Cameras still click as Leica plans to open new stores
Despite the growth of camera phones, German company is convinced that the iconic brand is here to stay
Leica cameras have captured iconic images such as children fleeing after a napalm attack in Vietnam
This image of VJ celebrations in New York’s Times Square was taken with a Leica camera
Few other brands have shaped and influenced the last 100 years of photography like German camera manufacturer Leica.
Its cameras have captured some of the most iconic images of all time including Cuban revolutionary leader Che Guevara, the Hindenberg airship disaster and VJ day celebrations in New York’s Times Square. The British queen is said to be a keen user, and the company holds the world record for the most expensive camera, a vintage Leica which sold in 2012 for $2.8 million.
In fact, it also holds the record for the most expensive digital camera the world has ever seen. The company made photography and auction history at Sotheby’s auction house last year, when a Leica camera designed exclusively for the charity RED, achieved a price of $1.8 million.
It was 100 years ago this year that Oskar Barnack invented and constructed the first still-picture camera and laid the foundation stone for the commercial success of Leica.
Suddenly, photographers no longer needed heavy tripods and exploding flashguns. They could step out of their studios, walk the streets and take photographs with this new mobile camera.
However, it wasn’t until 1925, following inevitable delays as a consequence of the first World War, that Leica finally set out to conquer the world of photography and founded the legend of the brand with a multitude of iconic pictures.
The company now manufactures in the region of 300,000 cameras per year, ranging in price from €500 to €20,000.
But will the multitude of smartphones, with ever-more powerful cameras, spell an end to the legendary brand? Leica CEO Alfred Schopf doesn’t think so. While Polaroid and Kodak have gotten in serious difficulty in recent years, the opposite has been the case for Leica. The company has nearly doubled its revenues in the last two years from €158 million to €300 million.
Schopf says there is no doubt smartphones have transformed photography, and that their cameras are approaching the quality of point-and-shoot cameras. But, he says, they have also led to a wider interest in photography, especially with the introduction of apps such as instagram.
“Never have more images been taken than now, due to smartphones. There are more than one billion smartphones in the world and more people are interested in photography from them. If we can convert just a tiny per cent to cameras that will be huge.”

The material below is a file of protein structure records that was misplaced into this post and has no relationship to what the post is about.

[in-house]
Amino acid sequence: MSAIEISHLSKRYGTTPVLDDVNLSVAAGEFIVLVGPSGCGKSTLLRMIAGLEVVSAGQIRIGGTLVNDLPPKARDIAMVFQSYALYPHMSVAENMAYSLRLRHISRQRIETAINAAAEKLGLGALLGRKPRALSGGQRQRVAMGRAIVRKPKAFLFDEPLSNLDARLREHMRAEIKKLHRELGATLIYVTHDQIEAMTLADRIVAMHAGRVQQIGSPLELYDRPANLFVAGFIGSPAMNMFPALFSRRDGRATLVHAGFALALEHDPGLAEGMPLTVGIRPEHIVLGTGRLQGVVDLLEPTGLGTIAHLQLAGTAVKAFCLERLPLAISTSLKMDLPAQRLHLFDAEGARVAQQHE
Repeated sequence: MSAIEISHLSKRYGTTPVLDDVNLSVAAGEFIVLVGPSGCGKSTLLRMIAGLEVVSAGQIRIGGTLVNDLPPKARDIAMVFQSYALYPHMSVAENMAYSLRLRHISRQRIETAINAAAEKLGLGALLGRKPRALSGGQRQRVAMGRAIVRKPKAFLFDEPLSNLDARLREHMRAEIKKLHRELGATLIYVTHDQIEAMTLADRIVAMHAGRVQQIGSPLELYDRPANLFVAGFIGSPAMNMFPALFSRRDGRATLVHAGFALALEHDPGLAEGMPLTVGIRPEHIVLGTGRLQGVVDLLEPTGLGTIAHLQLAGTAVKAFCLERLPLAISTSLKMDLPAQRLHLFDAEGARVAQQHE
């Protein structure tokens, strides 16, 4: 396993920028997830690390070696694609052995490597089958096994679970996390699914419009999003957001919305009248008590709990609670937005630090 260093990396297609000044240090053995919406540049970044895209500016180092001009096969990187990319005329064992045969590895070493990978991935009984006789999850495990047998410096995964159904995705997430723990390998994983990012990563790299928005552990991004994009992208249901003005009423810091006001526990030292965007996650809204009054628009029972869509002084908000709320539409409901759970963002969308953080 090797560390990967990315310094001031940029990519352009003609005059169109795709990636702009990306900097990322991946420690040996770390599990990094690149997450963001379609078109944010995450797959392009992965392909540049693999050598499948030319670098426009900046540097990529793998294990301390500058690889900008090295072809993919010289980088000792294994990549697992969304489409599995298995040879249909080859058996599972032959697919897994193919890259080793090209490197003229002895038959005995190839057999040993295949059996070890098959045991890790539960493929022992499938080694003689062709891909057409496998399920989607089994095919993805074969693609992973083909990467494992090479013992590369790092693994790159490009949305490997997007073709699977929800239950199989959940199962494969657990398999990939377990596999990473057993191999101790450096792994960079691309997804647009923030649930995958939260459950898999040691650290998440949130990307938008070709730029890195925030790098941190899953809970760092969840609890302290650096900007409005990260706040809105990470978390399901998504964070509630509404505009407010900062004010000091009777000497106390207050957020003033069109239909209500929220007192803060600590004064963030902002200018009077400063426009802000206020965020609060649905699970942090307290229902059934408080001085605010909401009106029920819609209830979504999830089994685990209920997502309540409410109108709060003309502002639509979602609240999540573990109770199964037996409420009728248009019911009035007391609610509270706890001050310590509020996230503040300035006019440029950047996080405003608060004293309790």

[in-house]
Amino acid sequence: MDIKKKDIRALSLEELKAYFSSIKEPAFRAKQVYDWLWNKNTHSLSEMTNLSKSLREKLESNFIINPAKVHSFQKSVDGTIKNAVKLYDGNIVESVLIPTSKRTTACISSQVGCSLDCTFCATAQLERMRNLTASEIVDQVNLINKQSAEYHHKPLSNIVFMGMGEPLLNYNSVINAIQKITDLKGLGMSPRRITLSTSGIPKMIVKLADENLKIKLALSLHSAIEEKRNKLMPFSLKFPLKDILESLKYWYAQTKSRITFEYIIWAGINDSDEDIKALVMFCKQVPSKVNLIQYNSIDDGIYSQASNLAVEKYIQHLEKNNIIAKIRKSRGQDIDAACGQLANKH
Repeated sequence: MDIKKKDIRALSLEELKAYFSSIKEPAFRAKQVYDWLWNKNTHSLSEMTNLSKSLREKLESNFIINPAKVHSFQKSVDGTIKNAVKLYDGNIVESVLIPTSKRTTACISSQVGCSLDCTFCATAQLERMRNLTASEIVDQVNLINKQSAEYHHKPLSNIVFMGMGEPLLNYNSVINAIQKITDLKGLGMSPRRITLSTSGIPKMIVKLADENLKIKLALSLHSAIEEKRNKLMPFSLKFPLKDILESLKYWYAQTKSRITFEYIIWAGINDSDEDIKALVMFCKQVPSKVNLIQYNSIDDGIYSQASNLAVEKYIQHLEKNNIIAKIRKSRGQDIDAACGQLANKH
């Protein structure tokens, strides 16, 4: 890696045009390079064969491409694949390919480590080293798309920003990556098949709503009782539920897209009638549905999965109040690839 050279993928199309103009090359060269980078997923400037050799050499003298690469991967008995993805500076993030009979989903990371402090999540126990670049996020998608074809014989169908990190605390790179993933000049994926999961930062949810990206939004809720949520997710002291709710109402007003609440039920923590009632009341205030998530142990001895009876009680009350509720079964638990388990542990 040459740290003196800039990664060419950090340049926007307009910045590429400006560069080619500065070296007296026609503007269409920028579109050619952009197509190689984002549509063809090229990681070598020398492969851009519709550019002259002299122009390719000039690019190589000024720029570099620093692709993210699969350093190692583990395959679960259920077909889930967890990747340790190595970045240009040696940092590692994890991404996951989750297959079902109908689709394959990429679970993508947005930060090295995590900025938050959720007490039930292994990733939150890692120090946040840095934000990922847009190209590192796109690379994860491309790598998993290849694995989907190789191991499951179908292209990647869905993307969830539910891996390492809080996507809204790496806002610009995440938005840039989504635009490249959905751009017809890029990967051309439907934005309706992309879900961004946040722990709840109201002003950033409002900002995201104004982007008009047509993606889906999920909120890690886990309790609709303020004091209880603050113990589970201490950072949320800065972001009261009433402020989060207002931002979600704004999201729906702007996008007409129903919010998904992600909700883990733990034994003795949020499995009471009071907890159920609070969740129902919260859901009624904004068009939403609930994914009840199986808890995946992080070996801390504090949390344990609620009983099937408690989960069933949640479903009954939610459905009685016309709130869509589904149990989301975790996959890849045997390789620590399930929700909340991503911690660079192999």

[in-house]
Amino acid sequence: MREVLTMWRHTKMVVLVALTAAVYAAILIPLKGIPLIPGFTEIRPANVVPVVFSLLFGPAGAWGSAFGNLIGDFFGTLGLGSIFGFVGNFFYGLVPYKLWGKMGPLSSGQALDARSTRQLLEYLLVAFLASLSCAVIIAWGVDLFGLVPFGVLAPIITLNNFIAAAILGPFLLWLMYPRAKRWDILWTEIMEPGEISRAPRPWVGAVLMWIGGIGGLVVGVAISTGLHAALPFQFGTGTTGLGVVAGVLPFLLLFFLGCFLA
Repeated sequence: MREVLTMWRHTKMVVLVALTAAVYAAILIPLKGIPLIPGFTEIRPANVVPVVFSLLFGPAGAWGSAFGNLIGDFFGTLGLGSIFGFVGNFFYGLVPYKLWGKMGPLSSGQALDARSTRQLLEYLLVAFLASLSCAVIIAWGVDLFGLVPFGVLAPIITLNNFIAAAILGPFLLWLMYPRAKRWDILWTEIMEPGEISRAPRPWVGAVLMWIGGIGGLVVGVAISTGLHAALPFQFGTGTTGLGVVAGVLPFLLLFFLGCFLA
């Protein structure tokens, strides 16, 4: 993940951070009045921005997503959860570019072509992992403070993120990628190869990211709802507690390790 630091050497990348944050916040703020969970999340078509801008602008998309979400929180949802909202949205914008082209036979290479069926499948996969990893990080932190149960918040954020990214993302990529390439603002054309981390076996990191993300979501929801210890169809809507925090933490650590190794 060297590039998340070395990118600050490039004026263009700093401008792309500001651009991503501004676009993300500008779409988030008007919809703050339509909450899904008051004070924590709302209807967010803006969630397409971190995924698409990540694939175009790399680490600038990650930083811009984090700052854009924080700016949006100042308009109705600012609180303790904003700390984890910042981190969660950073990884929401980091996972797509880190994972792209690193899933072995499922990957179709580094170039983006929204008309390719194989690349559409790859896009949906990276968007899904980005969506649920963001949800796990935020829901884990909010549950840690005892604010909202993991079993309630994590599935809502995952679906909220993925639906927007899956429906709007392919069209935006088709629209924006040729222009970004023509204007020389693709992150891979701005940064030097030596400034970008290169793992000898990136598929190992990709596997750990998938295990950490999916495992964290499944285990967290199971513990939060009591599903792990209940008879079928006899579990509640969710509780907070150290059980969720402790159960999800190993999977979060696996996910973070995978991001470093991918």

“We have started doing wifi enabled cameras so people could upload photos to the web straight from their camera. They operate like a smartphone, in that they’re touchscreen,” he added.
As people become more interested in photography, some of them will want better camera features and better quality photos, and that is where Leica will come in he says.
“Photoshop etc can be very time consuming to fine tune the images. It is better to shoot the image right in the first place.”
However, while there will always be demand for top-of-the- range cameras, he does admit that smartphones have proved a challenge when it comes to lower-priced compact cameras.
Schopf, who was the German representative along with Leica chairman Andreas Kaufmann in the EY World Entrepreneur of the Year competition, says Leica may have invented the “selfie” or self-portrait.
A lot of people and countries have laid claim to inventing the selfie, but before Time magazine had written about it, before it made it into the Oxford English dictionary and before Snapchat became huge, Leica come up with the idea for a book containing self-portraits or selfies taken by people all over the world.
“I decided to do work on 99 years of Leica two years ago, as everyone else was celebrating 100 years. We got 500 selfies from teens to the elderly. We had the idea to get people to take photos of themselves, and send them in,” Schopf says.
He says the market has changed significantly over the years.
“In the past you had photo developers, now they are all gone. It took us a long time to convert certain range to digital. We had digital production since 1997 and worked with Panasonic since 2000, but we had a lot of difficulty finding a proper sensor solution.”
As for the future, he hopes to continue the brand’s worldwide expansion.
“We have 10 super stores worldwide. We will expand that to 30.”
And the secrets to Leica’s success? Handcrafted products, with ease of use and high optical quality, Schopf says.